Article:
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Title: A Comparison of ectoparasite infestation by chigger mite larvae (Acarina: Trombiculidae) on resident and migratory birds in Chiapas, Mexico illustrating a rapid visual assessment protocol

Author: Dietsch, Thomas V.

Date: 2005

Source: In: Ralph, C. John; Rich, Terrell D., editors 2005. Bird Conservation Implementation and Integration in the Americas: Proceedings of the Third International Partners in Flight Conference. 2002 March 20-24; Asilomar, California, Volume 2 Gen. Tech. Rep. PSW-GTR-191. Albany, CA: U.S. Dept. of Agriculture, Forest Service, Pacific Southwest Research Station: p. 1129-1137

Publication Series: General Technical Report (GTR)

   Note: This article is part of a larger document. View the larger document

Description: This study presents a protocol developed to rapidly assess ectoparasite prevalence and intensity. Using this protocol during a mist-netting project in two different coffee agroecosystems in Chiapas, Mexico, data were collected on ectoparasitic chigger mite larvae (Acarina: Trombiculidae) found on resident and migratory birds. Surprisingly high infestation rates were found for some long-distance migrants, as high as 73 percent for Swainson’s Thrush (Catharus ustulatus), while many species remained uninfested. During the study, 17 of 26 species of long distance migrants and 24 of 44 resident species had at least one infested individual. Total prevalence averaged 0.18, with 0.16 for migrants and 0.23 for residents. The mite score protocol provided a useful relative measure of infestation intensity. Mean infestation intensities and abundances are reported for 70 species captured and opportunistically inspected during the course of this study. While this study does not directly link survival with infestation by ectoparasites, variation in infestation intensity among individuals could help explain differences in condition when birds arrive on the breeding range. Further study is merited on the ecology of ectoparasites, including the geographic distribution and degree to which human landscape management contributes to infestation. Constant effort mist-net monitoring stations could provide important data toward this effort by routinely collecting ectoparasite information.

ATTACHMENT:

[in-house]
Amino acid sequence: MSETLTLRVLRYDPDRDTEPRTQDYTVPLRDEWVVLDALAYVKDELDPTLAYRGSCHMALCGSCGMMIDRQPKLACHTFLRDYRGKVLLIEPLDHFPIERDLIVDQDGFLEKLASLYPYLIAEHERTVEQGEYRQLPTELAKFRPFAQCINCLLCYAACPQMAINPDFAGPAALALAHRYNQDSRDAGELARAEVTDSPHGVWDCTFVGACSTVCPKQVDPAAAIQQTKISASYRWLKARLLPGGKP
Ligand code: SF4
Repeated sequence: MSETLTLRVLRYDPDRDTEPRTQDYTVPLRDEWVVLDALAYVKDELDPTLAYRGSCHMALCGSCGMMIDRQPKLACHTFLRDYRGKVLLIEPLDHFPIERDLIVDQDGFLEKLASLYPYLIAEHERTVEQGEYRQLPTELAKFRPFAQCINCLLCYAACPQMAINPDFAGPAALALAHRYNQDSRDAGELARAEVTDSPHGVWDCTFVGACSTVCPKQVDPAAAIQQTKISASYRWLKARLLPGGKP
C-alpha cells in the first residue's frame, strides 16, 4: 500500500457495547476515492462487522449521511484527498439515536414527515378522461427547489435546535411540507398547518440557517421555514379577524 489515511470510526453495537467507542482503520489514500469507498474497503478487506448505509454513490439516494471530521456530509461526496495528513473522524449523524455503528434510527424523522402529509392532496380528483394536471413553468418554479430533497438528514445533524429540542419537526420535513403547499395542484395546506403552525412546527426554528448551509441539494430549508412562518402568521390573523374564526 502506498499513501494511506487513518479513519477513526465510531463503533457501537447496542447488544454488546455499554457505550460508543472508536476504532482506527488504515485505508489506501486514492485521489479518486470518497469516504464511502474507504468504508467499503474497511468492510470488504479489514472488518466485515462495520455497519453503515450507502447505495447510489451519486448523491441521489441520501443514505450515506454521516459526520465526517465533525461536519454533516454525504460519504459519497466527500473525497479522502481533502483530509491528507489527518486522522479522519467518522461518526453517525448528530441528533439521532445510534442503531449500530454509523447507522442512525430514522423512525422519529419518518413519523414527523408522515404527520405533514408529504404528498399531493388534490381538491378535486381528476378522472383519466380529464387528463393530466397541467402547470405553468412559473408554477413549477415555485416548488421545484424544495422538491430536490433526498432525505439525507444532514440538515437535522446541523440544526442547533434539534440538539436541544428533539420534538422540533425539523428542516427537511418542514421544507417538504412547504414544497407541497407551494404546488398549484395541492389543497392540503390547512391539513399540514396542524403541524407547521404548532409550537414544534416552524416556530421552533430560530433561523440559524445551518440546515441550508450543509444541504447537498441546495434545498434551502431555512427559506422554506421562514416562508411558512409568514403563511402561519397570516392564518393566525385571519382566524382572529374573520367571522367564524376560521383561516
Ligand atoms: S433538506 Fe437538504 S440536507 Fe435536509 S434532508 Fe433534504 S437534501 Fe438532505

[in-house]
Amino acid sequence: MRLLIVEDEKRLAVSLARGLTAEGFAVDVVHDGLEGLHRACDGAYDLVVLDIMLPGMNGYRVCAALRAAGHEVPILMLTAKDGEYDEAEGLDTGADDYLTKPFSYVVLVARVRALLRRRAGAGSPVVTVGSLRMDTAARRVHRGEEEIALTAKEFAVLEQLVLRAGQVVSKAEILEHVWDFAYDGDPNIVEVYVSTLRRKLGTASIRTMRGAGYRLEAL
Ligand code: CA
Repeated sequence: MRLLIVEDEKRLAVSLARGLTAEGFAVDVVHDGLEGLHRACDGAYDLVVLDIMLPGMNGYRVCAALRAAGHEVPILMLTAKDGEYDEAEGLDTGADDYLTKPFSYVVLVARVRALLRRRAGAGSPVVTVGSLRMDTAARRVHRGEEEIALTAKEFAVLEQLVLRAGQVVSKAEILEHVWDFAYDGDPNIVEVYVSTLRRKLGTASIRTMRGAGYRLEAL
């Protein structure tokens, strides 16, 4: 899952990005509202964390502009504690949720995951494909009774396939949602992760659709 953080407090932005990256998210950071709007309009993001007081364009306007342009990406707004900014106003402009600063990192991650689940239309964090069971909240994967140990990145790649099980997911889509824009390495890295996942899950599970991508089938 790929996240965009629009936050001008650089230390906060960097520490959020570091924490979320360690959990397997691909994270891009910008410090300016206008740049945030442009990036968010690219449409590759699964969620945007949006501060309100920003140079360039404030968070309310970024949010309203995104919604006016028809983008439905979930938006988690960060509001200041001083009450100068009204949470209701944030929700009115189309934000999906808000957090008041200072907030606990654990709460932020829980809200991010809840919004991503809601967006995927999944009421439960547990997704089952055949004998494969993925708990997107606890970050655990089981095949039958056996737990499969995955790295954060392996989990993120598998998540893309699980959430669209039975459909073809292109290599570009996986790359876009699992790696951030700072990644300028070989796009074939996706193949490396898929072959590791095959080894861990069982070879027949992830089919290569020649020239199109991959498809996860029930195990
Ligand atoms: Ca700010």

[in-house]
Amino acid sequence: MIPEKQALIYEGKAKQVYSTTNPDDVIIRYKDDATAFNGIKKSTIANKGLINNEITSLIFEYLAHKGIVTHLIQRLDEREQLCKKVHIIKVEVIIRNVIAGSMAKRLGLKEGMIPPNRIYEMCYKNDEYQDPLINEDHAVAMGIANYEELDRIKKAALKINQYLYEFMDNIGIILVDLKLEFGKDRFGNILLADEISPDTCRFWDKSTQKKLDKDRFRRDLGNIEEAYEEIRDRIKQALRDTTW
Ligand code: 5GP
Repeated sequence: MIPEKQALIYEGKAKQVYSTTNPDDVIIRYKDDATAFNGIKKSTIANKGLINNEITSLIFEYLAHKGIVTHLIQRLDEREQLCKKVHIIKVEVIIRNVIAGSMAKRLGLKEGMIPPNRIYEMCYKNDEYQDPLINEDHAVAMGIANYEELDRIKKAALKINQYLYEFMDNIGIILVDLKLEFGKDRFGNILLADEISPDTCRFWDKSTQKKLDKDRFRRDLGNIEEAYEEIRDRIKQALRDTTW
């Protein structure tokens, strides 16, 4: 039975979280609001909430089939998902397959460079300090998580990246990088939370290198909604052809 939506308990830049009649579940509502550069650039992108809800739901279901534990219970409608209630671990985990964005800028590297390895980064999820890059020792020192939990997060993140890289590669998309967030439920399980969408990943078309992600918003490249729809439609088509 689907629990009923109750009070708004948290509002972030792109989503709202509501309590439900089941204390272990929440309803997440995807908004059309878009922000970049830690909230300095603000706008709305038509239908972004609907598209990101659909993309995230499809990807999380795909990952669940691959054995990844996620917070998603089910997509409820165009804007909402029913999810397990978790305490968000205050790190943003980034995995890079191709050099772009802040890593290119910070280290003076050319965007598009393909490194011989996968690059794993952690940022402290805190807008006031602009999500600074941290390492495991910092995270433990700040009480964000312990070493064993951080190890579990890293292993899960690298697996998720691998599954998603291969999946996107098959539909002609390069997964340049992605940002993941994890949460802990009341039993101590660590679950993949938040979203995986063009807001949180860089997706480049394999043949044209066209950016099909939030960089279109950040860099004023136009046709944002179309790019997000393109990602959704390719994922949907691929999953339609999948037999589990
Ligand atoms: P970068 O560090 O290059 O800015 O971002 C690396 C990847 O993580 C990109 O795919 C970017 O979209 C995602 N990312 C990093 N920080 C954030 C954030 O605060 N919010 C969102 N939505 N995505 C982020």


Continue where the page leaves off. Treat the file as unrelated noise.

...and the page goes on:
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Citation:


Dietsch, Thomas V. 2005. A Comparison of ectoparasite infestation by chigger mite larvae (Acarina: Trombiculidae) on resident and migratory birds in Chiapas, Mexico illustrating a rapid visual assessment protocol. In: Ralph, C. John; Rich, Terrell D., editors 2005. Bird Conservation Implementation and Integration in the Americas: Proceedings of the Third International Partners in Flight Conference. 2002 March 20-24; Asilomar, California, Volume 2 Gen. Tech. Rep. PSW-GTR-191. Albany, CA: U.S. Dept. of Agriculture, Forest Service, Pacific Southwest Research Station: p. 1129-1137

 


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